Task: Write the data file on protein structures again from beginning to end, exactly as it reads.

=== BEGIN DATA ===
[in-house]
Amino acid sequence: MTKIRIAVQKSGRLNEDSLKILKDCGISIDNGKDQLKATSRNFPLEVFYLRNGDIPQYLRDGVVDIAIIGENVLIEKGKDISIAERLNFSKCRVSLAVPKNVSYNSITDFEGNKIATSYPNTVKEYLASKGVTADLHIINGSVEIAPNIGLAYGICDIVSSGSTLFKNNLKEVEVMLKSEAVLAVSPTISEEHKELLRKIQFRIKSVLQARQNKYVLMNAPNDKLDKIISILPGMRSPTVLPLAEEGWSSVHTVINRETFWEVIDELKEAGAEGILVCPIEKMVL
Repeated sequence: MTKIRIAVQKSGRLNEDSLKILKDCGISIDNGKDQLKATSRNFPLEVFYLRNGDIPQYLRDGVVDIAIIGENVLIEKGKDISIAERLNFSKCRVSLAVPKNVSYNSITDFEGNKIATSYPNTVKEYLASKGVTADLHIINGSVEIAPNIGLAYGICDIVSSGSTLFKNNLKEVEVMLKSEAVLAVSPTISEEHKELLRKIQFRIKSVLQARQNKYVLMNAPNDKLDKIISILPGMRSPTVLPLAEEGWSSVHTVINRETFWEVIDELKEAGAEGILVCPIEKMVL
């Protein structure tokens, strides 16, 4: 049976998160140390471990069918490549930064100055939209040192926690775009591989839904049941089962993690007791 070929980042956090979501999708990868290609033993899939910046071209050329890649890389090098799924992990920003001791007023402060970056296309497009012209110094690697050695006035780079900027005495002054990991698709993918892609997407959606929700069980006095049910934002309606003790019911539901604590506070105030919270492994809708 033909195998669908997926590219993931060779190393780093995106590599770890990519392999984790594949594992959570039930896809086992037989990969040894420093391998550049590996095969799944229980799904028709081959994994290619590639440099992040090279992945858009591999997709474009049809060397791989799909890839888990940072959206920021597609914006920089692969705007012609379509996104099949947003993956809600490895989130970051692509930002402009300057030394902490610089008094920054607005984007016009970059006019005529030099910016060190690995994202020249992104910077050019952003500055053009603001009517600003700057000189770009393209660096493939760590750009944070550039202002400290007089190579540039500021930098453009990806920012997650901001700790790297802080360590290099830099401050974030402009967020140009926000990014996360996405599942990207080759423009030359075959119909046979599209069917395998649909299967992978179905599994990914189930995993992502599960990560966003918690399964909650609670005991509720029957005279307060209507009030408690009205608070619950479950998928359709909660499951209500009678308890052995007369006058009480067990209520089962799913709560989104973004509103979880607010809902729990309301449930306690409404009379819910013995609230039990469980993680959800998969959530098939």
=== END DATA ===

[in-house]
Amino acid sequence: MTKIRIAVQKSGRLNEDSLKILKDCGISIDNGKDQLKATSRNFPLEVFYLRNGDIPQYLRDGVVDIAIIGENVLIEKGKDISIAERLNFSKCRVSLAVPKNVSYNSITDFEGNKIATSYPNTVKEYLASKGVTADLHIINGSVEIAPNIGLAYGICDIVSSGSTLFKNNLKEVEVMLKSEAVLAVSPTISEEHKELLRKIQFRIKSVLQARQNKYVLMNAPNDKLDKIISILPGMRSPTVLPLAEEGWSSVHTVINRETFWEVIDELKEAGAEGILVCPIEKMVL
Repeated sequence: MTKIRIAVQKSGRLNEDSLKILKDCGISIDNGKDQLKATSRNFPLEVFYLRNGDIPQYLRDGVVDIAIIGENVLIEKGKDISIAERLNFSKCRVSLAVPKNVSYNSITDFEGNKIATSYPNTVKEYLASKGVTADLHIINGSVEIAPNIGLAYGICDIVSSGSTLFKNNLKEVEVMLKSEAVLAVSPTISEEHKELLRKIQFRIKSVLQARQNKYVLMNAPNDKLDKIISILPGMRSPTVLPLAEEGWSSVHTVINRETFWEVIDELKEAGAEGILVCPIEKMVL
């Protein structure tokens, strides 16, 4: 049976998160140390471990069918490549930064100055939209040192926690775009591989839904049941089962993690007791 070929980042956090979501999708990868290609033993899939910046071209050329890649890389090098799924992990920003001791007023402060970056296309497009012209110094690697050695006035780079900027005495002054990991698709993918892609997407959606929700069980006095049910934002309606003790019911539901604590506070105030919270492994809708 033909195998669908997926590219993931060779190393780093995106590599770890990519392999984790594949594992959570039930896809086992037989990969040894420093391998550049590996095969799944229980799904028709081959994994290619590639440099992040090279992945858009591999997709474009049809060397791989799909890839888990940072959206920021597609914006920089692969705007012609379509996104099949947003993956809600490895989130970051692509930002402009300057030394902490610089008094920054607005984007016009970059006019005529030099910016060190690995994202020249992104910077050019952003500055053009603001009517600003700057000189770009393209660096493939760590750009944070550039202002400290007089190579540039500021930098453009990806920012997650901001700790790297802080360590290099830099401050974030402009967020140009926000990014996360996405599942990207080759423009030359075959119909046979599209069917395998649909299967992978179905599994990914189930995993992502599960990560966003918690399964909650609670005991509720029957005279307060209507009030408690009205608070619950479950998928359709909660499951209500009678308890052995007369006058009480067990209520089962799913709560989104973004509103979880607010809902729990309301449930306690409404009379819910013995609230039990469980993680959800998969959530098939």